A long-simmering movement by liberal stalwarts in southern Arizona to break away from the rest of the largely conservative state is at a boiling point as secession backers press to bring their longshot ambition to the forefront of Arizona politics.
A group of lawyers from the Democratic stronghold of Tucson and surrounding Pima County have launched a petition drive seeking support for a November 2012 ballot question on whether the 48th state should be divided in two.
The ultimate goal of the newly formed political action committee Start our State is to split Pima County off into what would become the nation’s 51st state, tentatively dubbed Baja Arizona.
Backers have until July 5 next year to collect the 48,000 signatures required to qualify for a spot on the ballot. If they succeed, it would mark only the first hurdle in a long, circuitous process that even the most determined of supporters readily acknowledge has little chance of bearing fruit.
U.S. history is replete with efforts to carve one state from another–from the creation of Kentucky and Tennessee in the 1790s to more modern misfires like proposals to partition Long Island from New York or to split California in half.
The last successful intrastate secession movement was the formation of West Virginia during the Civil War.
Partisan tensions have long been a fact of life between left-leaning Pima County and a Phoenix-based political establishment that has produced such conservative giants as Barry Goldwater and John McCain.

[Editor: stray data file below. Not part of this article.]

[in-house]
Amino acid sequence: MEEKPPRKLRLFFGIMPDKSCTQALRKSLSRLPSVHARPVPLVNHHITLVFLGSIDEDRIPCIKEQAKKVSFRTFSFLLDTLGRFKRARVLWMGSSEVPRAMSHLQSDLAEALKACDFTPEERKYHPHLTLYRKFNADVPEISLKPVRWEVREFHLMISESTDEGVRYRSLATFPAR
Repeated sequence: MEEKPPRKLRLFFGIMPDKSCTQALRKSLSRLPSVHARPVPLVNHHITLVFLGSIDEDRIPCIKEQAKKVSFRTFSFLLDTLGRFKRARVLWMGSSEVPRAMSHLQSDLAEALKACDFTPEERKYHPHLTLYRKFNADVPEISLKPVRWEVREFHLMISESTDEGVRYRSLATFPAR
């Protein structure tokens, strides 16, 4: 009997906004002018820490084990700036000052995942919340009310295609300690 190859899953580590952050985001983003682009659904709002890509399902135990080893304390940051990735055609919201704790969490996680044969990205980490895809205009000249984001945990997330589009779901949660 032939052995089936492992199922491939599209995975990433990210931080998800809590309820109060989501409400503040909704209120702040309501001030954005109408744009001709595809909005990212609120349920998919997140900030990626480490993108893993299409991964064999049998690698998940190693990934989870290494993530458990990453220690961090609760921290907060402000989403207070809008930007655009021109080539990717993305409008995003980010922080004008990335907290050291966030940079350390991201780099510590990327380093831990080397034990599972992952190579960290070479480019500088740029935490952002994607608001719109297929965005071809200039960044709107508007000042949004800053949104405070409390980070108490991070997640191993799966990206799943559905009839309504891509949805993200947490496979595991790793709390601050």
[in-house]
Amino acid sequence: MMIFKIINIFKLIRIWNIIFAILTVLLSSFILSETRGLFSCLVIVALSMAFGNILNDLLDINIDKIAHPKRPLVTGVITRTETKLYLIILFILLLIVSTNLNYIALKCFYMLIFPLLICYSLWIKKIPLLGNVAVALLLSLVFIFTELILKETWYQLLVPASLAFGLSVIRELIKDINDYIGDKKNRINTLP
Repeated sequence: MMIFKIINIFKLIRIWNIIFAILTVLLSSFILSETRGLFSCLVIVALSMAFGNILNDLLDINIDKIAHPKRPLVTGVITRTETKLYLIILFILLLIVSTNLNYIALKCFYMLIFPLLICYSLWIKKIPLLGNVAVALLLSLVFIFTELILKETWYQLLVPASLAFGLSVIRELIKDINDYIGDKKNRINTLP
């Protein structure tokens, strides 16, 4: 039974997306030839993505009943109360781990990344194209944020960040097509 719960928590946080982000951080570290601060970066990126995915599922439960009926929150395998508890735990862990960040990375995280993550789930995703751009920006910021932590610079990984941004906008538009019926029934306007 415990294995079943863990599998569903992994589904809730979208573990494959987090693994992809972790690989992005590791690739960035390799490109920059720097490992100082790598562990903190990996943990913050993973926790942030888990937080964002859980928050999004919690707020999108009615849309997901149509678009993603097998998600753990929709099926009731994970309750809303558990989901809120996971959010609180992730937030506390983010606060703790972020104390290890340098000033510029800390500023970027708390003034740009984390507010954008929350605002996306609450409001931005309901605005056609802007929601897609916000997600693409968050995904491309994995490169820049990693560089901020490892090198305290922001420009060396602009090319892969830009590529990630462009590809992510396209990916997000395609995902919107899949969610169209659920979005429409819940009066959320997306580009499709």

But the rift was heightened during the past two years as Republican Governor Jan Brewer and her allies in control of the statehouse pursued a political agenda Democrats saw as extreme, including a crackdown on illegal immigration and proposals, ultimately unsuccessful, to nullify some federal laws.
The ballot measure sought by Arizona secession backers is a nonbinding measure asking Pima County voters if they support petitioning state lawmakers for permission to break away.
Before secession could occur, it would have to be approved separately by the Legislature, and by a second, binding referendum by residents of the proposed state.
If the Legislature refused, organizers could try to sidestep lawmakers with a statewide referendum. If both the Legislature and Pima County voters agreed, then it would be up to the U.S. Congress to grant Baja Arizona formal statehood.
“It sure sends a message to the rest of the world that we aren’t like the folks in Maricopa (County),” he said, referring to the state’s population center and capital.
But a more historical precedent can be found in Arizona’s origins as a U.S. territory, more than half a century before statehood was granted in 1912. The northern bulk of Arizona was ceded by Mexico to the United States in 1848, six years before the lower portion of the territory, south of the Gila River, was separately acquired in 1854 under the Gadsden Purchase.
Thursday wasn’t just Cinco de Mayo in the Old Pueblo, it was Free Baja Arizona day. A day commemorated ever since the Pima County board of supervisors, passed a resolution in 1987.
The “Start our State” movement is using the day to kick start its drive for signatures. And the movement is gathering some attention.
The movement supporters want to secede from Arizona and join the U.S. as the 51st state.
“We’re celebrating free Baja Arizona Day today,” said Peter Hormel from Start our State.
Beer, popcorn and talk of secession this wasn’t your average Cinco de Mayo celebration.
The goal is to secede from Arizona. To do that, they put pen to paper and signed petitions.
Even supporters say success is unlikely.
Secession supporters have their work cut out for them. They have until July 5, 2012 to collect over 47,000 signatures. If those are collected, voters will get to decide what they want to do.